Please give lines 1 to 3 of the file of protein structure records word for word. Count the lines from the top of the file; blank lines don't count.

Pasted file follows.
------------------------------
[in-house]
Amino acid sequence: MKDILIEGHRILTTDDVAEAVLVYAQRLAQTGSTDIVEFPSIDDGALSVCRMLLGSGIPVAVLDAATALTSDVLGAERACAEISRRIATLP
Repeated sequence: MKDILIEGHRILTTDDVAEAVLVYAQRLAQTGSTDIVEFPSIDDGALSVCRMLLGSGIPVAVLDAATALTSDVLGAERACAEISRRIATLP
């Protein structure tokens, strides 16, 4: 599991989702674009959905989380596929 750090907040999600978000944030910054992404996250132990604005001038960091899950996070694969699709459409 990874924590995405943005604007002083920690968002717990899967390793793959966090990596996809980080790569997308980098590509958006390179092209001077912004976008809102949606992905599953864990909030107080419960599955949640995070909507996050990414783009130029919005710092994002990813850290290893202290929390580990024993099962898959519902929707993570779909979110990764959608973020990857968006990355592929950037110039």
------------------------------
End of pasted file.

[in-house]
Amino acid sequence: MKDILIEGHRILTTDDVAEAVLVYAQRLAQTGSTDIVEFPSIDDGALSVCRMLLGSGIPVAVLDAATALTSDVLGAERACAEISRRIATLP
Repeated sequence: MKDILIEGHRILTTDDVAEAVLVYAQRLAQTGSTDIVEFPSIDDGALSVCRMLLGSGIPVAVLDAATALTSDVLGAERACAEISRRIATLP